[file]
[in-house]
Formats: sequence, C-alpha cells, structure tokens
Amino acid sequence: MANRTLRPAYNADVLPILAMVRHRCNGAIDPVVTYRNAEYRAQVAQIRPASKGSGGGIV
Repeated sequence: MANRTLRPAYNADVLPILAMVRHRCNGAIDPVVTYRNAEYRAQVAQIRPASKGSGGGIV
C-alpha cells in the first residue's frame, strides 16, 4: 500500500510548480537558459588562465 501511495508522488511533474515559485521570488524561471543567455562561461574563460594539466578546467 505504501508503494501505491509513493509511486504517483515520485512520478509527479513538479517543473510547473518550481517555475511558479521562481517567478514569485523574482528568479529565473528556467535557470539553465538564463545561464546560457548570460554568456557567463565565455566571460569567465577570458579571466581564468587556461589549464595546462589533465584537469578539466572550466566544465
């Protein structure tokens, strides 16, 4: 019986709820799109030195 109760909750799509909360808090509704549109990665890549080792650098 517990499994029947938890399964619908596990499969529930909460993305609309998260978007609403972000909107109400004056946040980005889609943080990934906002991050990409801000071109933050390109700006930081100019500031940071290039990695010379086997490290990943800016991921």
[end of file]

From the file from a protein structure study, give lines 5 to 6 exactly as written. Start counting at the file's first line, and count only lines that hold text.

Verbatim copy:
C-alpha cells in the first residue's frame, strides 16, 4: 500500500510548480537558459588562465 501511495508522488511533474515559485521570488524561471543567455562561461574563460594539466578546467 505504501508503494501505491509513493509511486504517483515520485512520478509527479513538479517543473510547473518550481517555475511558479521562481517567478514569485523574482528568479529565473528556467535557470539553465538564463545561464546560457548570460554568456557567463565565455566571460569567465577570458579571466581564468587556461589549464595546462589533465584537469578539466572550466566544465
């Protein structure tokens, strides 16, 4: 019986709820799109030195 109760909750799509909360808090509704549109990665890549080792650098 517990499994029947938890399964619908596990499969529930909460993305609309998260978007609403972000909107109400004056946040980005889609943080990934906002991050990409801000071109933050390109700006930081100019500031940071290039990695010379086997490290990943800016991921």